The recent report from the University of Cambridge has reinforced the longstanding view of many clinicians and researchers in the neurofeedback community that improving neural connectivity is critical to improving cognitive, behavioral and other functions. Their research on children with learning challenges demonstrated the importance of modifying neural connection hubs rather than specific locations.
“Scientists have argued for decades that there are specific brain regions that predict having a particular learning disorder or difficulty, but we’ve shown that this isn’t the case,” said Dr Duncan Astle, senior author on the study. “In fact, it’s much more important to consider how these brain areas are connected – specifically, whether they are connected via hubs. The severity of learning difficulties was strongly associated with the connectedness of these hubs, we think because these hubs play a key role in sharing information between brain areas.”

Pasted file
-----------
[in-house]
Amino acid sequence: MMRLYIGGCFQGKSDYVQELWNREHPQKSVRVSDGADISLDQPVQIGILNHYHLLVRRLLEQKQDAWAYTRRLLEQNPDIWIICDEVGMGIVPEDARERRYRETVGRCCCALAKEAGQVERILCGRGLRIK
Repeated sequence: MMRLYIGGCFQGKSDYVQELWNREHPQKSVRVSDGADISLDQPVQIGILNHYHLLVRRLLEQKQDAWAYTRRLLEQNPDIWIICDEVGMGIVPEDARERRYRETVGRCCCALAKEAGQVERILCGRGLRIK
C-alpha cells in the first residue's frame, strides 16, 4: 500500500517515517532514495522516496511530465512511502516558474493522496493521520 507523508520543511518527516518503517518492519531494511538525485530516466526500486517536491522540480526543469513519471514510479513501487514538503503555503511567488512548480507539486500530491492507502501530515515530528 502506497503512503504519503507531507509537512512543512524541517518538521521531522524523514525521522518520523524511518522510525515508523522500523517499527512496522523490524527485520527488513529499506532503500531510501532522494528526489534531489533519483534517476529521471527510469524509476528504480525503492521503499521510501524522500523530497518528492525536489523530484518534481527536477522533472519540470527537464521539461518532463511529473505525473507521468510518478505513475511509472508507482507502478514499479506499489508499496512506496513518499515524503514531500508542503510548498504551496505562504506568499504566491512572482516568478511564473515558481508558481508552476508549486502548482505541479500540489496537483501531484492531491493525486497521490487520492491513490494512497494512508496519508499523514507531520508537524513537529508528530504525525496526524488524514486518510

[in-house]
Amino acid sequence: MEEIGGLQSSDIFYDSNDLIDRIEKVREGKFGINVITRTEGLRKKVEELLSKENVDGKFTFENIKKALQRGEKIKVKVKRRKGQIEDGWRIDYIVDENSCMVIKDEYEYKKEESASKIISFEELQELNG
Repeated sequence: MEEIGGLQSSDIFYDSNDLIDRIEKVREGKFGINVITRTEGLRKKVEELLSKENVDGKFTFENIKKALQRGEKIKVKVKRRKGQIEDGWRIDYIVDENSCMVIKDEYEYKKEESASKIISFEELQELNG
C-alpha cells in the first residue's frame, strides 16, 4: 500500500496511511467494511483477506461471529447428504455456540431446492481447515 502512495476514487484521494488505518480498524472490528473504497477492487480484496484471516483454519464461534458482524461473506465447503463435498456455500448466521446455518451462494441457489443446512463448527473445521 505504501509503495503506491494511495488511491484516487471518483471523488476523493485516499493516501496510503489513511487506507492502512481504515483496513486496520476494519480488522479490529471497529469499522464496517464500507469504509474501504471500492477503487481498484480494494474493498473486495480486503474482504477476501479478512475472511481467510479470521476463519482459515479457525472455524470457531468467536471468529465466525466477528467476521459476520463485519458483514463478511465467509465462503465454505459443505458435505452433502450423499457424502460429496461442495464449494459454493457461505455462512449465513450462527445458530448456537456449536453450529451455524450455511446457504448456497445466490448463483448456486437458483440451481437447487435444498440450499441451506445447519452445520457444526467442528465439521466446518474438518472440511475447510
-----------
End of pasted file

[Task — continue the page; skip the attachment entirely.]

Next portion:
Neurofeedback and neuromodulation techniques including photobiomodulation have shown that intervening at the network level can produchttps://www.cam.ac.uk/research/news/learning-difficulties-due-to-poor-connectivity-not-specific-brain-regions-study-shows significant improvements across many different areas of functioning. The research now being done at Quietmind Foundation in collaboration with their study partners at Baylor Research Institute in Temple, TX has demonstrated this to be the case for helping reverse both motor, mood and cognitive functioning in older adults with Alzheimer's and Parkinson's disease. Future trials will integrate targeted light stimulation with neurofeedback training of specific brain networks to see how this may improve the robustness of clinical outcomes compared to light therapy alone.
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